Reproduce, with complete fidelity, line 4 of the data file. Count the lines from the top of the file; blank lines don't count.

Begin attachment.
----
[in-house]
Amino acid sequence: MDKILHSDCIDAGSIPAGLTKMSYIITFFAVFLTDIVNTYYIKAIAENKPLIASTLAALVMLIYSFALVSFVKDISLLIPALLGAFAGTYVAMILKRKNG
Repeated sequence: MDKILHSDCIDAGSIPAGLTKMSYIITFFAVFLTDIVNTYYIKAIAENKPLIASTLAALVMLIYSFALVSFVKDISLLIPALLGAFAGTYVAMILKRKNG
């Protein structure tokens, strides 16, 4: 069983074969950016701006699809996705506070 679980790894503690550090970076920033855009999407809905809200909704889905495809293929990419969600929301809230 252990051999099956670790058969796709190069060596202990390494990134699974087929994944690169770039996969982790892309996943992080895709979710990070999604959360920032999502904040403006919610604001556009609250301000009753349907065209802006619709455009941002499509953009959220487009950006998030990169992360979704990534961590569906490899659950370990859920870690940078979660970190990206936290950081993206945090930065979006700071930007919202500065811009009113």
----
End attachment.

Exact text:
């Protein structure tokens, strides 16, 4: 069983074969950016701006699809996705506070 679980790894503690550090970076920033855009999407809905809200909704889905495809293929990419969600929301809230 252990051999099956670790058969796709190069060596202990390494990134699974087929994944690169770039996969982790892309996943992080895709979710990070999604959360920032999502904040403006919610604001556009609250301000009753349907065209802006619709455009941002499509953009959220487009950006998030990169992360979704990534961590569906490899659950370990859920870690940078979660970190990206936290950081993206945090930065979006700071930007919202500065811009009113």